Telomere Length Predicts Cancer Risk
One of the growing areas of recent research has been focused on telomeres, the “end caps” of chromosomes. Generally, as people age telomere length decreases, and it is believed that their shortening contributes to aging and various diseases. At the annual meeting of the American Association for Cancer Research this spring, researchers from the University of Pittsburgh Cancer Institute reported that their “cohort study demonstrates that longer telomere length is associated with signifıcantly increased risk of total and major cancers in a general population.” The relationship between telomere length and cancer is complex, so it is too early to draw direct relationships between the two, but it does off some clues as to where scientists should be looking.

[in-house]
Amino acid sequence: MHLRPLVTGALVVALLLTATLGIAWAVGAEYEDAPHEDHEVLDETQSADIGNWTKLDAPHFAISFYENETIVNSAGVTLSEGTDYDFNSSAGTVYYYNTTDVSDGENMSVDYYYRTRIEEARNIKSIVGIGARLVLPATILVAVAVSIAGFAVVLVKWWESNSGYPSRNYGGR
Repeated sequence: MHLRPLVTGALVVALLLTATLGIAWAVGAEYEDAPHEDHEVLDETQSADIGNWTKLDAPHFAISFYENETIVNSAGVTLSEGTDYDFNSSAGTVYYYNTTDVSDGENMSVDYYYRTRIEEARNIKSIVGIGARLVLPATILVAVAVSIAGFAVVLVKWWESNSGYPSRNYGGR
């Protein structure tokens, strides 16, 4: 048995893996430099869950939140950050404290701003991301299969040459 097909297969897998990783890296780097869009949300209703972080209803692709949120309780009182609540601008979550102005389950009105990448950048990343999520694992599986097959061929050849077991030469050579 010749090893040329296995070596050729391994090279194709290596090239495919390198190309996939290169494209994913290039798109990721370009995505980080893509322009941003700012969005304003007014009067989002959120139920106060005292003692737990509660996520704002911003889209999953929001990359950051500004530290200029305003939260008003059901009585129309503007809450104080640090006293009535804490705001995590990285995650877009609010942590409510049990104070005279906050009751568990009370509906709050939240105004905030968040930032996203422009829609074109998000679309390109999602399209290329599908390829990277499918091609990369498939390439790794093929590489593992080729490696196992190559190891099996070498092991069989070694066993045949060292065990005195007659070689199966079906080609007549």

It is also worth noting that that this shortening is not just something we are doomed to live with. Research has shown that some polyphenol antioxidants can protect DNA, including telomeres. In a preliminary clinical study, conducted by Shaklee Corporation, participants who took a polyphenol supplement called Vivix “had a 40% lower rate of telomere shortening across the adult age range compared to a healthy control group.”
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